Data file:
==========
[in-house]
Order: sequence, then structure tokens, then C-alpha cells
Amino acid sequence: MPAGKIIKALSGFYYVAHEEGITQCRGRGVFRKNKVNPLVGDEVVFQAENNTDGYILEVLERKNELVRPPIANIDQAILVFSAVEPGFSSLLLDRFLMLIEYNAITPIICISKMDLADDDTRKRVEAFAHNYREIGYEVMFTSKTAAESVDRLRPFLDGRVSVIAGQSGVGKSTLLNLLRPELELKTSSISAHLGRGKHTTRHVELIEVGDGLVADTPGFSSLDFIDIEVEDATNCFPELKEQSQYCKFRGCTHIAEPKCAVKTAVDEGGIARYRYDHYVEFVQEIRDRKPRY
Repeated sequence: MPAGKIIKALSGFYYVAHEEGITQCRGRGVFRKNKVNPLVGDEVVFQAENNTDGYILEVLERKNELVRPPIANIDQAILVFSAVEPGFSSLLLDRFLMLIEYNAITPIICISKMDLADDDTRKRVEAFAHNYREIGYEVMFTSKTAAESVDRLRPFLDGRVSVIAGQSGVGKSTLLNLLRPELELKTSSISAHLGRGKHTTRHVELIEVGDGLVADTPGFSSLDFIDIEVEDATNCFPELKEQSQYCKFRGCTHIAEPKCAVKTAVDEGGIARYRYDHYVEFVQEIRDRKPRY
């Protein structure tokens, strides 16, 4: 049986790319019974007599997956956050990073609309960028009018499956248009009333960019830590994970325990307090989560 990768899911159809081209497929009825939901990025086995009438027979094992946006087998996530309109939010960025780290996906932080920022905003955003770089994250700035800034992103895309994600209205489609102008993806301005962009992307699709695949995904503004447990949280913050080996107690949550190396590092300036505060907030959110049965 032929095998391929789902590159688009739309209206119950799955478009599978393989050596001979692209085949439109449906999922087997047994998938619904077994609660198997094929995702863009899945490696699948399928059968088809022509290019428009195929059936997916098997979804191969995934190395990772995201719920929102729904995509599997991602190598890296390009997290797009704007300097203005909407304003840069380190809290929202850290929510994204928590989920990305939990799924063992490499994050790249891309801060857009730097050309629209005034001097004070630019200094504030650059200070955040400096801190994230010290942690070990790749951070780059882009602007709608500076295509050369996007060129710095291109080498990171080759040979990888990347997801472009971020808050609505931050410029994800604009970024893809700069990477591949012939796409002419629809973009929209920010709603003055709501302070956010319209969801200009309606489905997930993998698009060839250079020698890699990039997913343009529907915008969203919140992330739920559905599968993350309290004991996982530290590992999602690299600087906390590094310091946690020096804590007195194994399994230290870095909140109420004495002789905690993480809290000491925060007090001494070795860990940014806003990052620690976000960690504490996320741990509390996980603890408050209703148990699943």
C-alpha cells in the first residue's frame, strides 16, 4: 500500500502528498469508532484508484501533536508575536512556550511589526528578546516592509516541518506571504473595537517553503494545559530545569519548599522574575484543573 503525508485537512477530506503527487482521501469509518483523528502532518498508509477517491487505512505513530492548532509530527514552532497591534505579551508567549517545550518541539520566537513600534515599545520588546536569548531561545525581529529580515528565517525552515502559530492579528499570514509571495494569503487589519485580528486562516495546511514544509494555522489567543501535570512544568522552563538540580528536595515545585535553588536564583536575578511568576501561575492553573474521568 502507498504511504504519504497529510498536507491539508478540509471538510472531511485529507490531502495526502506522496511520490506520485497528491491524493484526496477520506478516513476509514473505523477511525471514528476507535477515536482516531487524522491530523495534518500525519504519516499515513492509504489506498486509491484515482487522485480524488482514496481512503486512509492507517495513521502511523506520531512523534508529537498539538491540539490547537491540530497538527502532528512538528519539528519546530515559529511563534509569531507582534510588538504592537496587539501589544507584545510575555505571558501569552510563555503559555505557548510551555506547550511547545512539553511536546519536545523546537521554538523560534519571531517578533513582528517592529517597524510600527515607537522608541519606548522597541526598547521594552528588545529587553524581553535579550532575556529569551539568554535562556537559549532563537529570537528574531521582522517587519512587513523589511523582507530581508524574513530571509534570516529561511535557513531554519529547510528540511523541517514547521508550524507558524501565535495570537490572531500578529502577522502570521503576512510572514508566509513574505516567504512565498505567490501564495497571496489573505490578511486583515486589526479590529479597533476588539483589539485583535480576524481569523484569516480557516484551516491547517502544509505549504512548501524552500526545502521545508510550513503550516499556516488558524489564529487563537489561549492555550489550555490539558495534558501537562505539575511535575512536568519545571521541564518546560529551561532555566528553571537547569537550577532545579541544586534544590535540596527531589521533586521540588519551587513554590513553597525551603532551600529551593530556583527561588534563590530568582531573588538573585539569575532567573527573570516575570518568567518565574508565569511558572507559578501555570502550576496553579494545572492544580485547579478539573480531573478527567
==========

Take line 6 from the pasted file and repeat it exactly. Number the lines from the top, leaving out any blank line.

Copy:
C-alpha cells in the first residue's frame, strides 16, 4: 500500500502528498469508532484508484501533536508575536512556550511589526528578546516592509516541518506571504473595537517553503494545559530545569519548599522574575484543573 503525508485537512477530506503527487482521501469509518483523528502532518498508509477517491487505512505513530492548532509530527514552532497591534505579551508567549517545550518541539520566537513600534515599545520588546536569548531561545525581529529580515528565517525552515502559530492579528499570514509571495494569503487589519485580528486562516495546511514544509494555522489567543501535570512544568522552563538540580528536595515545585535553588536564583536575578511568576501561575492553573474521568 502507498504511504504519504497529510498536507491539508478540509471538510472531511485529507490531502495526502506522496511520490506520485497528491491524493484526496477520506478516513476509514473505523477511525471514528476507535477515536482516531487524522491530523495534518500525519504519516499515513492509504489506498486509491484515482487522485480524488482514496481512503486512509492507517495513521502511523506520531512523534508529537498539538491540539490547537491540530497538527502532528512538528519539528519546530515559529511563534509569531507582534510588538504592537496587539501589544507584545510575555505571558501569552510563555503559555505557548510551555506547550511547545512539553511536546519536545523546537521554538523560534519571531517578533513582528517592529517597524510600527515607537522608541519606548522597541526598547521594552528588545529587553524581553535579550532575556529569551539568554535562556537559549532563537529570537528574531521582522517587519512587513523589511523582507530581508524574513530571509534570516529561511535557513531554519529547510528540511523541517514547521508550524507558524501565535495570537490572531500578529502577522502570521503576512510572514508566509513574505516567504512565498505567490501564495497571496489573505490578511486583515486589526479590529479597533476588539483589539485583535480576524481569523484569516480557516484551516491547517502544509505549504512548501524552500526545502521545508510550513503550516499556516488558524489564529487563537489561549492555550489550555490539558495534558501537562505539575511535575512536568519545571521541564518546560529551561532555566528553571537547569537550577532545579541544586534544590535540596527531589521533586521540588519551587513554590513553597525551603532551600529551593530556583527561588534563590530568582531573588538573585539569575532567573527573570516575570518568567518565574508565569511558572507559578501555570502550576496553579494545572492544580485547579478539573480531573478527567